Fresh Fruit and Vegetable Month 2016

June is National Fresh Fruit and Vegetable Month. With the summer growing season kicking into full swing, I can’t think of a better time to focus on eating more fresh fruits and veggies. If you’re like most Americans who don’t eat enough fruits and veggies, this is your reminder to make half your plate fruits and vegetables this month.

Nutrition Facts

Fruits and vegetables are packed with the nutrients our bodies need for healthy growth and development. They provide many important vitamins and minerals as well as dietary fiber. Since most fruits and veggies have a high water content, they also help keep us hydrated. That’s why watermelon is so satisfying on a hot day. Eating a healthy diet with lots of fruits and vegetables can help reduce the risk of heart disease, including heart attack and stroke and protect against certain types of cancers.

Vegetables are divided into different subgroups based on the different combinations of nutrients they provide.This is why it’s important to vary your veggies and eat some from all the subgroups throughout the week.

Table of vegetable subgroups from the Dietary Guidelines for Americans 2015

  • Dark-green vegetables are higher in vitamin K
  • Red and orange vegetables are higher in vitamin A
  • Dried peas and legumes are higher in dietary fiber and protein
  • Starchy vegetables are higher in potassium


  • Folate helps the body make red blood cells and prevents neural tube defects in unborn babies.
  • Vitamin A keeps eyes and skin healthy and helps to protect against infections.
  • Vitamin C helps healing, keeps teeth and gums healthy, and increases iron absorption.
  • Vitamin K helps blood clotting and is important for bone health.


  • Potassium helps to control blood pressure, keep bones stronger, and may also prevent kidney stones.
    • Vegetables that are good sources of potassium include sweet potatoes, white potatoes, white beans, tomatoes, beet greens, soybeans, lima beans, spinach, lentils, and kidney beans.
    • Fruits that are good sources of potassium include bananas, prunes and prune juice, dried peaches and apricots, cantaloupe, honeydew melon, and orange juice.
  • Magnesium is involved in over 300 chemical reactions in the body, such as building proteins and bone, conducting nerve and muscle signals, regulating blood pressure and blood sugar, and producing energy from digestion.
    • Fruits and vegetables that are good sources of magnesium include spinach, black beans, edamame, avocados, potatoes, kidney beans, bananas, raisins, apples, and carrots.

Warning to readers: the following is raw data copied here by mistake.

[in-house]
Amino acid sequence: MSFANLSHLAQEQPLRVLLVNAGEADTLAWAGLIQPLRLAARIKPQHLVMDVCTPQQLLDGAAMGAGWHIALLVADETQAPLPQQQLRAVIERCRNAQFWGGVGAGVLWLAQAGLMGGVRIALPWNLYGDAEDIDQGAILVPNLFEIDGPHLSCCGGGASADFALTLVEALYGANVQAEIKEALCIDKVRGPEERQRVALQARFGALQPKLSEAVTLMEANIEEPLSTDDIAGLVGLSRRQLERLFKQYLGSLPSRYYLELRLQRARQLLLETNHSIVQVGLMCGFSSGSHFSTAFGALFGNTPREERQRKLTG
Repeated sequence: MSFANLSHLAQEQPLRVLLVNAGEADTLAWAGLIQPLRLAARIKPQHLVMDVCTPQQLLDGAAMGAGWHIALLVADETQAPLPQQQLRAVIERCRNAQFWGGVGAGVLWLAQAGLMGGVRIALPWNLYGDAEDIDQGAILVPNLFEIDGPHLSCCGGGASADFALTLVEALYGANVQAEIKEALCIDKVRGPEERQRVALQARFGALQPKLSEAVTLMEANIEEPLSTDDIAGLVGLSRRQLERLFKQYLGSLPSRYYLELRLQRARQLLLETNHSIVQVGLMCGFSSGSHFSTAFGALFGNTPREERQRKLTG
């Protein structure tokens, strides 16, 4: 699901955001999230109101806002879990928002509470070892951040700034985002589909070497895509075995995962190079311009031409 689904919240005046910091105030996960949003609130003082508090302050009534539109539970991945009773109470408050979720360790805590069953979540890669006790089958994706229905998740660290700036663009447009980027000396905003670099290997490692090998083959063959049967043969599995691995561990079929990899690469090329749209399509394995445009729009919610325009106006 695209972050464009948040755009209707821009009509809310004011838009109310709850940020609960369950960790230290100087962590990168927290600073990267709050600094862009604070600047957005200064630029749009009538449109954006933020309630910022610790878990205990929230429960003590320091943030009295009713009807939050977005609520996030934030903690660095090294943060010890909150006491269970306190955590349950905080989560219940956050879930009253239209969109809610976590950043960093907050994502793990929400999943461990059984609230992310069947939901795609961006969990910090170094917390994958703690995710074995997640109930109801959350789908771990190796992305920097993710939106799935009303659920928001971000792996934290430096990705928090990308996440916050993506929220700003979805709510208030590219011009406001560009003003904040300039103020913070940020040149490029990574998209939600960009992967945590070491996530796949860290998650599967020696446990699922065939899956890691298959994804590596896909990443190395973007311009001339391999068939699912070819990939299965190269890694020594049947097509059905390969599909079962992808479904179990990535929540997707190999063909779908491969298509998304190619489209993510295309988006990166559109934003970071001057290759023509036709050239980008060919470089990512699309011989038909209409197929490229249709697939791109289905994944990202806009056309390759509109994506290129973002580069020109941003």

Dietary Fiber

Fiber helps reduce cholesterol levels and may help prevent heart disease. Fiber is important for digestion and keeps you regular. Eating high fiber foods can help keep you full with fewer calories, which may reduce the risk of obesity and type 2 diabetes. Fruit juice loses the fiber found in whole fruit during processing, which is why eating fruit is better than drinking it.

Fresh Fruits and Vegetables in Virginia

Farmers across Virginia grow a wide variety of fruits and vegetables. Virginia is known for its apples, but we’re also one of the largest producers of fresh tomatoes and grapes. This list from Virginia Grown shows a selection of fruits and vegetables grown in the state. But if you’ve visited your local farmers market, you’ll know that there are many other fresh fruits and vegetables available. What’s your favorite fresh fruit or vegetable?

Shifts to Make Half Your Plate Fruits and Vegetables

As I mentioned earlier, very few Americans eat enough fruits and vegetables recommended by the Dietary Guidelines. Try these shifts to make half your plate fruits and vegetables and enjoy eating smart with fresh produce.

June is Fresh Fruit and Vegetable Month to encourage Americans to eat more fresh produce

  • Snack on fresh fruits and vegetables, like carrots, broccoli, grapes, or peaches.
  • Satisfy your sweet tooth with fruit instead of dessert.
  • Increase the amount of vegetables in mixed dishes, like stir-frys, casseroles, or omelets.
  • Serve salads or a vegetable side dish at dinner every night.
  • Eat a piece of fruit with breakfast every day.
  • Build your meals around fruits and vegetables when meal planning.
  • Plant a garden and enjoy homegrown fruits and vegetables.
  • Create flavored water with sliced fruits and veggies in place of sugary drinks. Strawberries, mint, cucumber, and citrus fruit are all great options.
  • Cool off this summer with a fruity homemade smoothie or popsicle. You can even get adventurous and add some veggies to your recipes.

What are other ways you’ve found to help your family eat more fruits and vegetables?

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